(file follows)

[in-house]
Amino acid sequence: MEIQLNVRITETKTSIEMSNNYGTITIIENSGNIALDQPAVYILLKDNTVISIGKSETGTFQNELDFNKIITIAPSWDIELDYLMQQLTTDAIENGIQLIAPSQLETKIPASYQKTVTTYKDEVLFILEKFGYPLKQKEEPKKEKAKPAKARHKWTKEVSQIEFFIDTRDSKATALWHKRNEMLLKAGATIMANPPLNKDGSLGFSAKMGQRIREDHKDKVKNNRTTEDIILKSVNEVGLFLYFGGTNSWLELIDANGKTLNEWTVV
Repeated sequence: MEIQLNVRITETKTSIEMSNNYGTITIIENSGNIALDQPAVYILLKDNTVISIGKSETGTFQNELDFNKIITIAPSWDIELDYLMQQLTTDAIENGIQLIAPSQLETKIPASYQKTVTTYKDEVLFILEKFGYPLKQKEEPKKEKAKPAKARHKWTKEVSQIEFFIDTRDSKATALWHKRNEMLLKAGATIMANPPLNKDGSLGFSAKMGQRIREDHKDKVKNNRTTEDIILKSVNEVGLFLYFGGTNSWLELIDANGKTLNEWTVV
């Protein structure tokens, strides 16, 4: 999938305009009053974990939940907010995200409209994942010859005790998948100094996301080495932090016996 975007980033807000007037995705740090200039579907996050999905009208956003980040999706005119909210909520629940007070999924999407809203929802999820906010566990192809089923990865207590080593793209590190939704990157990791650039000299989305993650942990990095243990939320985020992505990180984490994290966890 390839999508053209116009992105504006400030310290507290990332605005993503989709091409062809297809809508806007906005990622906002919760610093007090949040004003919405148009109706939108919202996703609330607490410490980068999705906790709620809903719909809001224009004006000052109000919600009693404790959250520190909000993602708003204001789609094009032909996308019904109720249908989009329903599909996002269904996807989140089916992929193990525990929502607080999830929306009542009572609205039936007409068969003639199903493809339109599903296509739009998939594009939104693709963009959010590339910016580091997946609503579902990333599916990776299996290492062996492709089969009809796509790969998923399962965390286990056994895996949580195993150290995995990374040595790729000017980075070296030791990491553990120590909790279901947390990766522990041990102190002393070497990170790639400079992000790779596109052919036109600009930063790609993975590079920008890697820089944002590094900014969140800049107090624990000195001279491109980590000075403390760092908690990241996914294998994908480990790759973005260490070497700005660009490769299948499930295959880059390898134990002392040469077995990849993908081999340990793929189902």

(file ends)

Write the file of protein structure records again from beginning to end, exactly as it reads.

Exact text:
[in-house]
Amino acid sequence: MEIQLNVRITETKTSIEMSNNYGTITIIENSGNIALDQPAVYILLKDNTVISIGKSETGTFQNELDFNKIITIAPSWDIELDYLMQQLTTDAIENGIQLIAPSQLETKIPASYQKTVTTYKDEVLFILEKFGYPLKQKEEPKKEKAKPAKARHKWTKEVSQIEFFIDTRDSKATALWHKRNEMLLKAGATIMANPPLNKDGSLGFSAKMGQRIREDHKDKVKNNRTTEDIILKSVNEVGLFLYFGGTNSWLELIDANGKTLNEWTVV
Repeated sequence: MEIQLNVRITETKTSIEMSNNYGTITIIENSGNIALDQPAVYILLKDNTVISIGKSETGTFQNELDFNKIITIAPSWDIELDYLMQQLTTDAIENGIQLIAPSQLETKIPASYQKTVTTYKDEVLFILEKFGYPLKQKEEPKKEKAKPAKARHKWTKEVSQIEFFIDTRDSKATALWHKRNEMLLKAGATIMANPPLNKDGSLGFSAKMGQRIREDHKDKVKNNRTTEDIILKSVNEVGLFLYFGGTNSWLELIDANGKTLNEWTVV
């Protein structure tokens, strides 16, 4: 999938305009009053974990939940907010995200409209994942010859005790998948100094996301080495932090016996 975007980033807000007037995705740090200039579907996050999905009208956003980040999706005119909210909520629940007070999924999407809203929802999820906010566990192809089923990865207590080593793209590190939704990157990791650039000299989305993650942990990095243990939320985020992505990180984490994290966890 390839999508053209116009992105504006400030310290507290990332605005993503989709091409062809297809809508806007906005990622906002919760610093007090949040004003919405148009109706939108919202996703609330607490410490980068999705906790709620809903719909809001224009004006000052109000919600009693404790959250520190909000993602708003204001789609094009032909996308019904109720249908989009329903599909996002269904996807989140089916992929193990525990929502607080999830929306009542009572609205039936007409068969003639199903493809339109599903296509739009998939594009939104693709963009959010590339910016580091997946609503579902990333599916990776299996290492062996492709089969009809796509790969998923399962965390286990056994895996949580195993150290995995990374040595790729000017980075070296030791990491553990120590909790279901947390990766522990041990102190002393070497990170790639400079992000790779596109052919036109600009930063790609993975590079920008890697820089944002590094900014969140800049107090624990000195001279491109980590000075403390760092908690990241996914294998994908480990790759973005260490070497700005660009490769299948499930295959880059390898134990002392040469077995990849993908081999340990793929189902």